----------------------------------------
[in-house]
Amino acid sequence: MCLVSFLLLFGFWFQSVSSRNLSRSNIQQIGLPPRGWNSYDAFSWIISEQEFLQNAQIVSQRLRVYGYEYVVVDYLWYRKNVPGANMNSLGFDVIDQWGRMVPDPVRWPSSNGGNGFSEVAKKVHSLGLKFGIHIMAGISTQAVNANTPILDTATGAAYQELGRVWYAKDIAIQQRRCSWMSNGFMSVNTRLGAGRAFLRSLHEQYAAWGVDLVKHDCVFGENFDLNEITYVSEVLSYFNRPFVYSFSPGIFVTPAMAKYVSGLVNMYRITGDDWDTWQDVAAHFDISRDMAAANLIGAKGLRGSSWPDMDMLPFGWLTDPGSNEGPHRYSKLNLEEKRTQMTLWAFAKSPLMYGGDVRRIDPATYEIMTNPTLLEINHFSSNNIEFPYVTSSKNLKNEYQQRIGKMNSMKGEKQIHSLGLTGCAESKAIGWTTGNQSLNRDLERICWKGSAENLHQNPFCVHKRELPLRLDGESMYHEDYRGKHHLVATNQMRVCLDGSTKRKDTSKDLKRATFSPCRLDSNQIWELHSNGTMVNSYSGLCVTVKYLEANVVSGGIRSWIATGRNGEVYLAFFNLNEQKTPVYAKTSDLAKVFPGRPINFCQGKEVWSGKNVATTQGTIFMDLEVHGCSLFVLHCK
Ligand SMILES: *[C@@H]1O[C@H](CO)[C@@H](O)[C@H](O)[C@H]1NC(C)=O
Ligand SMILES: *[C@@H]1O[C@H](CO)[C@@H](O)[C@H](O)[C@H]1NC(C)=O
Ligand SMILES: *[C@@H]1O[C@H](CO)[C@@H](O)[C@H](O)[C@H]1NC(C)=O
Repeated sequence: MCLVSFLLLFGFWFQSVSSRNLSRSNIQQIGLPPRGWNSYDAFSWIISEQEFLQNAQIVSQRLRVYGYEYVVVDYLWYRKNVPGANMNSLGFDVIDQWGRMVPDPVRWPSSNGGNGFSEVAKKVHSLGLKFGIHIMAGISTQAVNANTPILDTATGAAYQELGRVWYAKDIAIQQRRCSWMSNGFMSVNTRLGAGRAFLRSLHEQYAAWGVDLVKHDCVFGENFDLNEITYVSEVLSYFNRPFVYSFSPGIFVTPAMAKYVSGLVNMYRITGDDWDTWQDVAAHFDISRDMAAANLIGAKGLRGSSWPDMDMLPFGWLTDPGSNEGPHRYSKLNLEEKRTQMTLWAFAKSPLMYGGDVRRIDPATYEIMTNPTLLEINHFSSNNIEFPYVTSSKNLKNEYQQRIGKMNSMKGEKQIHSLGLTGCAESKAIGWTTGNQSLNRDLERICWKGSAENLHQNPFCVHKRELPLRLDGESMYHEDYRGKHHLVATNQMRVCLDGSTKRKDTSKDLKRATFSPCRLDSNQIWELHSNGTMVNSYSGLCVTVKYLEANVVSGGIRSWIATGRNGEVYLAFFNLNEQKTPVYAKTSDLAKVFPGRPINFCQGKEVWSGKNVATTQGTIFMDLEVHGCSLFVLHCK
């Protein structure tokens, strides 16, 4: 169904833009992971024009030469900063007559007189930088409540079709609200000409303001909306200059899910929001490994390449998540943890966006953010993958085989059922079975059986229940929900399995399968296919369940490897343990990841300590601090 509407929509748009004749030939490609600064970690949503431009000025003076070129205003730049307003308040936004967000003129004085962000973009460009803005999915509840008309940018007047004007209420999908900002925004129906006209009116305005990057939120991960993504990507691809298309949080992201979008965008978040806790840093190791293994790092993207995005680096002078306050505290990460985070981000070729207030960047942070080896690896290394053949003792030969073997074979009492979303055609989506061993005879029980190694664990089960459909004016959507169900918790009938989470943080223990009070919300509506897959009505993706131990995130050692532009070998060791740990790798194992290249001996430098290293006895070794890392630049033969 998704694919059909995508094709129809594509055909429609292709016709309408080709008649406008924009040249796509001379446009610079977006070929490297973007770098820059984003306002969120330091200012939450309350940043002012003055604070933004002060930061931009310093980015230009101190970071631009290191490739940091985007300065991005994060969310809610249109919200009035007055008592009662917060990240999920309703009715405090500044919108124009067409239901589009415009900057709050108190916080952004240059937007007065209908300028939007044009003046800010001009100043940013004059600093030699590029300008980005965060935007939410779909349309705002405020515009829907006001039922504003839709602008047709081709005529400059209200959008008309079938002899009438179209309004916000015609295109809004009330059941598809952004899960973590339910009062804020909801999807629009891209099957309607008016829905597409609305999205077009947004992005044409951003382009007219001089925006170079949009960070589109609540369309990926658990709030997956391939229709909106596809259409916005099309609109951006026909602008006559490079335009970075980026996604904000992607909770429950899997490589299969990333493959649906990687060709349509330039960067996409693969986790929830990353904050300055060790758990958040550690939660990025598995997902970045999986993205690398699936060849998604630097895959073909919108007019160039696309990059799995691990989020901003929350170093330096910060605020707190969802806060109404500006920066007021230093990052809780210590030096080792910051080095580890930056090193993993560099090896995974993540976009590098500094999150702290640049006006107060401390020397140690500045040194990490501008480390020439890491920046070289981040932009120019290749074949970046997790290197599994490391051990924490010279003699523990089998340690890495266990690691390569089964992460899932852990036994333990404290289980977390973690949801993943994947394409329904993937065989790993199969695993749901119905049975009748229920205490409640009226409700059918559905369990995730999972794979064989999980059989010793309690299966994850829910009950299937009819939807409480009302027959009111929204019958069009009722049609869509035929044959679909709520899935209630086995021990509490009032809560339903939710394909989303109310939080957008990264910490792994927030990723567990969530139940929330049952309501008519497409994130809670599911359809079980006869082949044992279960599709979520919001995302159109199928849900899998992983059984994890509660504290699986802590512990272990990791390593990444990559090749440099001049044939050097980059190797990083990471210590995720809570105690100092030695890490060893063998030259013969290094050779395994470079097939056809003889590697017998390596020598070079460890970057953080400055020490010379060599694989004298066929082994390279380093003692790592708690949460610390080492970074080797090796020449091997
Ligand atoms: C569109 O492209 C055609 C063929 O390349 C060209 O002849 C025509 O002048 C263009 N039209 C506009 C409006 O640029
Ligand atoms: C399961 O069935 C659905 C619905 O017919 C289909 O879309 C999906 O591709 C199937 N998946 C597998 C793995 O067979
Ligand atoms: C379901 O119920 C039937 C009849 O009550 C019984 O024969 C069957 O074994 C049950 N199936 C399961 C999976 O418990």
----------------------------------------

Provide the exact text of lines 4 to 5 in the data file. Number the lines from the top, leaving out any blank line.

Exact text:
Ligand SMILES: *[C@@H]1O[C@H](CO)[C@@H](O)[C@H](O)[C@H]1NC(C)=O
Ligand SMILES: *[C@@H]1O[C@H](CO)[C@@H](O)[C@H](O)[C@H]1NC(C)=O